The Biggest Rye Whiskey Myths

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Debunking The Five Major Myths About Rye Whiskey

By Richard Thomas

Ear of Rye Grain

The humble ear of rye
(Credit: Wikimedia Commons)

The explosive growth of rye whiskey has drawn more interest in the spirit than it has enjoyed at any time since before Prohibition, but unfortunately all that interest has not wiped away some of the ignorance attached to good, old fashioned rye. Worse, some of the myths that date to the pre-whiskey boom era have been joined by new misinformation that is actually a product of whiskey’s modern popularity. Now myths about rye whiskey abound like never before, but here you can get your facts straight.

1. Rye Isn’t Actually Whiskey: “Wait,” I hear you say, “how can anyone believe this one when the word ‘whiskey’ is right there on every bottle?” Well, some people also believe bourbon isn’t whiskey either, although that myth wasn’t quite big enough to make it into our list of biggest bourbon myths.

The same thing is heard about rye too, but in this case the myth is reinforced the lyrics in Don McLean’s classic song American Pie:

Bye, bye Miss American Pie
Drove my Chevy to the levee but the levee was dry
And them good ole boys were drinking whiskey and rye
Singin’ this’ll be the day that I die
This’ll be the day that I die

Pie, bourbon and rye

Bye, bye Miss American Pie…
(Credit: Wikimedia Commons)

The twist needed for the rhyme also implies that rye is something other than whiskey. In fact, rye is a type of whiskey, and in the United States the classification is separated from other types of whiskey by it’s 51%-plus rye mashbill.

2. Rye whiskey is a Canadian thing: This misconception embraces two related myths: that rye is a signature of Canadian whisky, and that the Canadians invented rye whiskey. This probably stems from the interchangeability of the terms “Canadian whisky” and “rye whisky” within Canada.

While it is true that the Canadian whisky tradition is infused with rye grains, the same is just as true of American whiskey. George Washington, who might have been the biggest distiller in America during and just after his Presidency, made unaged rye whiskey. So did most of the farmer-distillers he tried to stamp out in The Whiskey Rebellion. Rye actually predates bourbon in the American whiskey tradition!

This is so much the case that America once enjoyed two major regional variants. Pennsylvania ryes were noted for their sweeter character, while Maryland rye had an earthier flavor.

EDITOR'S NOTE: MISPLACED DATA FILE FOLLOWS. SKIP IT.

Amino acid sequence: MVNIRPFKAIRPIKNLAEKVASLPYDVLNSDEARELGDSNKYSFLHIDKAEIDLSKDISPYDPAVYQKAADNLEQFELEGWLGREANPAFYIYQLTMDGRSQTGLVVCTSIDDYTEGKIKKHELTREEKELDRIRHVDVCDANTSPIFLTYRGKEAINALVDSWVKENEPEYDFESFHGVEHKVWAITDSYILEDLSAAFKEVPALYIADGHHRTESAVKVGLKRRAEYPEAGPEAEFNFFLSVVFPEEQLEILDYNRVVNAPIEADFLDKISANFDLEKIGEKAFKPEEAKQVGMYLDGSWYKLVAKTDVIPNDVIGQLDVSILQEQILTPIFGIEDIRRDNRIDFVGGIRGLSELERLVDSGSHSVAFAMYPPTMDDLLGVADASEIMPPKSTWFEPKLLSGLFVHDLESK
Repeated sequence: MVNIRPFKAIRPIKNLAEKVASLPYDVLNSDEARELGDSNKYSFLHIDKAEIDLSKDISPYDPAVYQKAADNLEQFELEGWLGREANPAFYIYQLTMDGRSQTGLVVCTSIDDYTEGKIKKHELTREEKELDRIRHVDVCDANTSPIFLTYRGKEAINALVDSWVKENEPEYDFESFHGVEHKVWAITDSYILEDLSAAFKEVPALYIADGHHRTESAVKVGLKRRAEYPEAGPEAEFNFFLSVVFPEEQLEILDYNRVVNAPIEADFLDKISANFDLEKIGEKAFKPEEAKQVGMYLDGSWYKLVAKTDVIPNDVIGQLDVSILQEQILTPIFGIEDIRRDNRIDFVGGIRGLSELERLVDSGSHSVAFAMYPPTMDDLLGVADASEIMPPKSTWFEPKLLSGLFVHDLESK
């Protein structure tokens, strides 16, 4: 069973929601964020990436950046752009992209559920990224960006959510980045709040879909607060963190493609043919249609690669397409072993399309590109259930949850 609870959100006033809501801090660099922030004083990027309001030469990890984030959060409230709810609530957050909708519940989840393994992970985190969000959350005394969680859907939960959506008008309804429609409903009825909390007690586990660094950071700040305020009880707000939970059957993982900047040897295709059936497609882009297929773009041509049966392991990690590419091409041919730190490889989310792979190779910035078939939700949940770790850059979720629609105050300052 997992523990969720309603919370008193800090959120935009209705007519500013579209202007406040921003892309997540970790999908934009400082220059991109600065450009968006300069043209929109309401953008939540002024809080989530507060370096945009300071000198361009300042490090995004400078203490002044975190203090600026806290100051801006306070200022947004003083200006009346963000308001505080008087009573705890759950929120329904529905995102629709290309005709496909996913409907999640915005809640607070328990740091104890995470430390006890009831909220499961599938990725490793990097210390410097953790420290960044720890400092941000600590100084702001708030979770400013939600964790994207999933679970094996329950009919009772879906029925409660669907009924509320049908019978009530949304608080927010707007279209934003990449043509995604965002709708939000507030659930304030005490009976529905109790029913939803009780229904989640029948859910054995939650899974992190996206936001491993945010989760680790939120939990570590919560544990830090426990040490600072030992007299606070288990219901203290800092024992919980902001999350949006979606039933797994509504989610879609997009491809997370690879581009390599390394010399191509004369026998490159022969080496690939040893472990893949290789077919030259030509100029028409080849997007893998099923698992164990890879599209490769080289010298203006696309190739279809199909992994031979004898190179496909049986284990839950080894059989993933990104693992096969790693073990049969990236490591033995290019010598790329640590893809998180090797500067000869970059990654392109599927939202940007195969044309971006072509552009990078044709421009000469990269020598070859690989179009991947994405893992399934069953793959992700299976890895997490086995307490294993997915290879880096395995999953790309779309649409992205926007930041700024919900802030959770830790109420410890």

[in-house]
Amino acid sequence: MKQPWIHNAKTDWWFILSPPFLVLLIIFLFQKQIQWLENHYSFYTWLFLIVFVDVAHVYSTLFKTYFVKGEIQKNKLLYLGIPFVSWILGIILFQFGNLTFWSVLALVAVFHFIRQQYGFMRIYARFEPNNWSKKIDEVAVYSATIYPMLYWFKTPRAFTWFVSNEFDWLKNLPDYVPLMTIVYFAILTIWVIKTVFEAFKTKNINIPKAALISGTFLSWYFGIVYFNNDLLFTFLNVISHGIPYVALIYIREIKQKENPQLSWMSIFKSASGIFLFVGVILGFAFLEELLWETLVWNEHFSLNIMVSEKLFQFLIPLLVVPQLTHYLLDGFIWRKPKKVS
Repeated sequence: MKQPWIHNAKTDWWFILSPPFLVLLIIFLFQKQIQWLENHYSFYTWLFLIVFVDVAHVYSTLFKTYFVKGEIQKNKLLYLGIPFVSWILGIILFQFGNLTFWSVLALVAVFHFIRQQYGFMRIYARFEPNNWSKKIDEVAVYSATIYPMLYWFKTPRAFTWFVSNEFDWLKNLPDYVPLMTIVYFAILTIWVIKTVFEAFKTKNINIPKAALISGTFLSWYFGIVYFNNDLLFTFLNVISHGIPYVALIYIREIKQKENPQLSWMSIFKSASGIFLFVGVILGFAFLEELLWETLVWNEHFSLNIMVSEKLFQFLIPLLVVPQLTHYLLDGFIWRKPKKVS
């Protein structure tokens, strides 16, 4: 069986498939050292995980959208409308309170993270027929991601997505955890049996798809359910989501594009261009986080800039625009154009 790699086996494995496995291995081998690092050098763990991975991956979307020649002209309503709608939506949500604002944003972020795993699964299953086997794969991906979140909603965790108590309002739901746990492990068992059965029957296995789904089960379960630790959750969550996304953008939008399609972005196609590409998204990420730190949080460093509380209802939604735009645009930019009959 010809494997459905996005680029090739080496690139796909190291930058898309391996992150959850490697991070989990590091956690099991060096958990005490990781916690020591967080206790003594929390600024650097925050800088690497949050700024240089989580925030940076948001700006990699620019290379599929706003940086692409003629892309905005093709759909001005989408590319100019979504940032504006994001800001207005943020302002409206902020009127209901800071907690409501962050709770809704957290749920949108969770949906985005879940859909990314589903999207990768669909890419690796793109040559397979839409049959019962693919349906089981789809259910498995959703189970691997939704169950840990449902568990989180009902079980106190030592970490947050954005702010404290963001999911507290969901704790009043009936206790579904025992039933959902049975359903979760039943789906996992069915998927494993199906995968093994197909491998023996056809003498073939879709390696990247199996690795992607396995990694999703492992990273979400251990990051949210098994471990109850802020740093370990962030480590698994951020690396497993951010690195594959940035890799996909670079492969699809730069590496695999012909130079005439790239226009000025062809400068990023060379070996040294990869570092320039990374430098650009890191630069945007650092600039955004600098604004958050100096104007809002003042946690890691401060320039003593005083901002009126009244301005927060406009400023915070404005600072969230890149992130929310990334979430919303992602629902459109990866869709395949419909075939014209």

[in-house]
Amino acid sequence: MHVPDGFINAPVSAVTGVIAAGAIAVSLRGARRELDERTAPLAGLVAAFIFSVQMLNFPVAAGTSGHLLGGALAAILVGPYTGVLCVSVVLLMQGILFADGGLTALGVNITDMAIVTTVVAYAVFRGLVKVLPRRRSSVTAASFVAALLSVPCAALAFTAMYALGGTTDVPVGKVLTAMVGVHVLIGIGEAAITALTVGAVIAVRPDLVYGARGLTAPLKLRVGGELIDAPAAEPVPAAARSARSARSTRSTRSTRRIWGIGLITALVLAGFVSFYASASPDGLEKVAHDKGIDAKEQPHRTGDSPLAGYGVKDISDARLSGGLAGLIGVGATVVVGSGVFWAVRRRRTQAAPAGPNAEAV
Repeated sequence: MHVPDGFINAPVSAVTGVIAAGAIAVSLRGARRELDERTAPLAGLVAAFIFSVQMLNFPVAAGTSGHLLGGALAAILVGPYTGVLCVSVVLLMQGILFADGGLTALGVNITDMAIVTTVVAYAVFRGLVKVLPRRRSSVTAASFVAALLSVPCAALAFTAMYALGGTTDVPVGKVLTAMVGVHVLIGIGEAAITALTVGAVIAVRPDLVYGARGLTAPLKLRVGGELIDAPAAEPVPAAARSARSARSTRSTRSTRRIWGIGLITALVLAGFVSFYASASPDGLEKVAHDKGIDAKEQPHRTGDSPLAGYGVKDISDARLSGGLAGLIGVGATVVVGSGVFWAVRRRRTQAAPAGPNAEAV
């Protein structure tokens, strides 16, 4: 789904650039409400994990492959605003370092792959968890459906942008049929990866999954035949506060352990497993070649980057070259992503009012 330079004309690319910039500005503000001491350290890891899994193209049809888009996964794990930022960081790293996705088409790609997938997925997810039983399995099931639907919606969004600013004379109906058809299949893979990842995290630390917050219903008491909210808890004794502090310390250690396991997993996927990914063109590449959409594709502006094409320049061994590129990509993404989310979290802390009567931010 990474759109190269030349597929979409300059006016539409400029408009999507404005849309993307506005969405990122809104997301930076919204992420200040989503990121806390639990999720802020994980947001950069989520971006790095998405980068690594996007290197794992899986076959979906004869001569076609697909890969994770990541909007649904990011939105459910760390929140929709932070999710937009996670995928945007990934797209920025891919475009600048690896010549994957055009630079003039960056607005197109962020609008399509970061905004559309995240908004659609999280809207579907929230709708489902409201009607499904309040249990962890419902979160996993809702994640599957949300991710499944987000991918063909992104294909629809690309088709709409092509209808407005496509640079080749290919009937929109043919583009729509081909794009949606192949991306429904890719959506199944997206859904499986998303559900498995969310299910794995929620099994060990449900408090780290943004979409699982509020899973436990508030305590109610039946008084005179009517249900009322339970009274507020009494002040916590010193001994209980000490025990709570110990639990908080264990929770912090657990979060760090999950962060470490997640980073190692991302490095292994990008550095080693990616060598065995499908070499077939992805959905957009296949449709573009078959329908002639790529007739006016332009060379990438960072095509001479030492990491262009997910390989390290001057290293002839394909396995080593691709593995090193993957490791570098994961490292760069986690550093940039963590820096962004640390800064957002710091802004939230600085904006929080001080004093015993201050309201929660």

3. MGP makes only 95% rye: Although it is rarely said in plain English that the Indiana-based distillery MGP, producer of much of America’s stock whiskey, makes only a 95% rye mashbill whiskey, it is very clear that many bloggers, bartenders and others think as much. This is evident from the way they often automatically assume that any rye based on MGP whiskey comes from their famous 95% rye mashbill stock.

Another source for this myth is the meme that the prevalence of MGP rye whiskey products is having the side-effect of homogenizing what people expect from rye whiskey, and the even more widespread meme that all MGP-based rye whiskeys taste almost the same. To believe either of these ideas, you must also at least implicitly think all MGP rye whiskey comes from one mashbill, since one can’t believe it all more or less tastes the same without having at least that one variable in common.

In reality, MGP has three rye whiskey mashbills in production. A whiskey sourced from MGP could be based on any of them, or represent a blend of two or more of them.

Pikesville Straight Rye

Pikesville Straight Rye, harkening back to the Maryland style
(Credit: John Rayls)

4. There was no such thing as Prohibition-era, bootleg Templeton Rye: One of the problems with being the poster boy for misleading whiskey marketing is that irresponsible bloggers start matching your misinformation with lies of their own, and this is exactly what happened with Templeton Rye and their bootlegger backstory. Prior to The Daily Meal breaking the Templeton Rye story into the mainstream last year, it was a commonplace thing on the internet to dismiss the entire Templeton, Iowa moonshiner history used by Templeton Rye as being complete baloney.

The truth is that Templeton, Iowa was a hotbed for moonshining and bootlegging during Prohibition, and there is plenty of documentary evidence to prove it. An engaging book on the subject, Gentleman Bootleggers, is out there now for anyone to read. Information gleaned in that book makes it clear the real Templeton rye was a sugar-spiked, rye-based moonshine, akin to the sugar-spiked corn moonshines of the South.

5. The best rye all comes from Canada: This myth began circulating with the emergence of the premium rye whiskey imports used to make WhistlePig and Masterson’s. Jim Murray naming Crown Royal Northern Harvest Rye the best whiskey of 2015 will almost certainly expand and add steam to the idea.

Like any good myth, there is a kernel of truth to it, because the Canadians make excellent rye whiskey. They also make plenty of average rye whiskey and some pretty bad rye whiskey. The exact same thing is true of American rye, so obsessing over Canadian rye makes no more sense than dismissing all Canadian whisky as “brown vodka.”

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